Becoming human: when our distant ancestors started making art
Art comes from the beauty and wonder of the mind; it’s a fundamental part of being human. But what made our ancient ancestors millennia ago look at the world this way?
Let’s start from the basics. What is art? The answer to this question is surprisingly complex. However, the first thing that comes to mind is that humans made it all (at least all we know of).
In other words: wherever there is art, there are (or were) humans. So if we want to uncover the origins of art, we would need to dig into the roots of humanity itself. A compelling perspective, isn’t it?
If we only had a time machine! Well, to answer our question, let’s imagine we have it. Then, all we have to do is hop into it, push some buttons, and time-travel to… when?
Perhaps this is the most challenging question we have to answer here. Let’s explore our options.
Was there art before Homo sapiens?
Firstly, let’s limit our search to visual art. Unlike dance, music, and other performing activities, visual art has at least a tiny chance of surviving millennia. And if we’re to uncover the origins of art, we’ll have to travel back in time at least several dozen thousands of years.
Secondly, should we limit our search to the emergence of Homo sapiens? Some researchers argue that the ability to enjoy colors and think creatively might even predate humans, pointing at the painting activities of some captive chimpanzees.
However, neither chimps nor any other (supposedly) highly intelligent animals have ever been spotted to paint in the wild—or, for that matter, do anything in the wild that would even remotely resemble painting. But at least we can assume that the last common ancestor between chimpanzees and us could appreciate colors.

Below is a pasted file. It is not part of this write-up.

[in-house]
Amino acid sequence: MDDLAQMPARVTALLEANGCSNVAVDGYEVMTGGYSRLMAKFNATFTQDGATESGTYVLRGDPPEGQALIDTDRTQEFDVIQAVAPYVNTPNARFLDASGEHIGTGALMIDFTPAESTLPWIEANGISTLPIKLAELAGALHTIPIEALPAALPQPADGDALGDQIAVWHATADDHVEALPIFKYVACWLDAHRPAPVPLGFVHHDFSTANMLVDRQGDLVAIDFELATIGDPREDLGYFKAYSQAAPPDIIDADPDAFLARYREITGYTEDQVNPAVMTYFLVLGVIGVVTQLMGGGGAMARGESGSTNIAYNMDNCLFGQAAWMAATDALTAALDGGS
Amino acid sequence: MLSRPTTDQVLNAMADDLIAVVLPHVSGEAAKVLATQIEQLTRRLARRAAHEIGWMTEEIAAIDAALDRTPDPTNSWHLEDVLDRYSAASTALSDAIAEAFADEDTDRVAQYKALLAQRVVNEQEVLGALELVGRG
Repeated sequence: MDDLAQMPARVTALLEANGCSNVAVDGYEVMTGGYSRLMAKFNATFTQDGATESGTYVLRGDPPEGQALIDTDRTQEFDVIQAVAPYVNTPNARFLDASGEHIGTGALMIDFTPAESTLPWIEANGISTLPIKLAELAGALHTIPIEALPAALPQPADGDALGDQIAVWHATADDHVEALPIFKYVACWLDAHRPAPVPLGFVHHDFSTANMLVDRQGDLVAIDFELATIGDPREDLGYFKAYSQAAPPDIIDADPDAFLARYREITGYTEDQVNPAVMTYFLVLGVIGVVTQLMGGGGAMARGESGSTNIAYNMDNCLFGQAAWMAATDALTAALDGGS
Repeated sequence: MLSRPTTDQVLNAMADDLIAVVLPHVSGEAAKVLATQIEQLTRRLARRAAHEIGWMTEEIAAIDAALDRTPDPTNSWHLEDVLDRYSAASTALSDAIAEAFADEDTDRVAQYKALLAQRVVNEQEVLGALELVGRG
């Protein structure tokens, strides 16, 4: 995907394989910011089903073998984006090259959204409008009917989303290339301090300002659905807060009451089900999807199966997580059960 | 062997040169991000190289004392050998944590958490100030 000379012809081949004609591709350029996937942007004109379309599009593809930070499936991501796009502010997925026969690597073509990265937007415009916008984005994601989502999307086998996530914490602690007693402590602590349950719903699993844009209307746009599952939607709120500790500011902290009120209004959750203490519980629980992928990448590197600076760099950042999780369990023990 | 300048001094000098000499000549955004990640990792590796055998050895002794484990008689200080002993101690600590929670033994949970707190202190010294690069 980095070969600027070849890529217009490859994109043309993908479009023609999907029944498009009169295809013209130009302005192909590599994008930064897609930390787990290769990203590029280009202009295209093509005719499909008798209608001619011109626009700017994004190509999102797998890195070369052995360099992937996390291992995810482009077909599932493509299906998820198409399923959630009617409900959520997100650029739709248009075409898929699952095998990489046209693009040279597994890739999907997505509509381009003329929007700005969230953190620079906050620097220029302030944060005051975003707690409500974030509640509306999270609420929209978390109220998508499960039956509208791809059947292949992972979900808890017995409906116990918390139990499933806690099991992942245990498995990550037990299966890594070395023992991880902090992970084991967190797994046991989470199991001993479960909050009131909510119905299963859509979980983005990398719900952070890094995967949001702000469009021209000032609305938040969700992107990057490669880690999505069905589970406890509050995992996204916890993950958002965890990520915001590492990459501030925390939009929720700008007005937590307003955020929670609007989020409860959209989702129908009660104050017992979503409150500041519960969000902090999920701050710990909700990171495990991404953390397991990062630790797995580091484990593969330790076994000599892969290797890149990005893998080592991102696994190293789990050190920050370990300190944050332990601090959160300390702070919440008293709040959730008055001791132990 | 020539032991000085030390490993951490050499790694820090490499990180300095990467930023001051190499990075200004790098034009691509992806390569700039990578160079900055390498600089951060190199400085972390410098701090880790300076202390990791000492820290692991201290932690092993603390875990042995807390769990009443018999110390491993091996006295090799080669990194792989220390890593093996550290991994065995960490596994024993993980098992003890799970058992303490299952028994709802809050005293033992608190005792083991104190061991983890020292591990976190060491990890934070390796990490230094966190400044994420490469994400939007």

If so, maybe some species on the long way between apes and humans could create full-fledged art?
There is no way to know it without a real time machine. Keep in mind: the deeper we go back in time, the fewer artifacts from that period have survived.
Also, it is unlikely that the first artists, whoever they were, created monumental projects—like cave paintings and sculptures—from the get-go. More probably, they began exploring their artistic side with body decorations: painting their skin and making simple jewelry.
And even when someone started creating art that is separate from their body, that art was probably made of small pieces of wood or other perishable materials. Unfortunately, to this day, we have no concrete examples of that—though there have been many fascinating and crucial discoveries of prehistoric art in recent years, so we may get lucky soon.
Many of those discoveries suggest that art was a defining feature of Homo sapiens—but not of any earlier species of Homo. However, there was one species that lived alongside us: our closest cousins, Neanderthals. The first Neanderthal remains were discovered in 1856, and the 19th-century science considered human evolution to be strictly linear. That’s why Neanderthals were thought to be our predecessors: and to this day, popular opinion depicts them mostly as primitive and brutish cavemen. The modern scientific view is that the two species were closely related, but humans, didn’t descend directly from Neanderthals.
Early modern humans and Neanderthals coexisted for many thousands of years, quite often contacting and interbreeding (there is some genetic evidence to that).
Our neighbors apparently were quite intelligent species who knew how to use fire, cook food, and even bury their dead. Is it possible they made art as well?
Yes, there is evidence that Neanderthals at least decorated their bodies and made jewelry. However, science has long assumed that they started doing this only to mimic the behavior of Homo sapiens without understanding its symbolic meaning.
A discovery made in 2018 suggests a different possibility.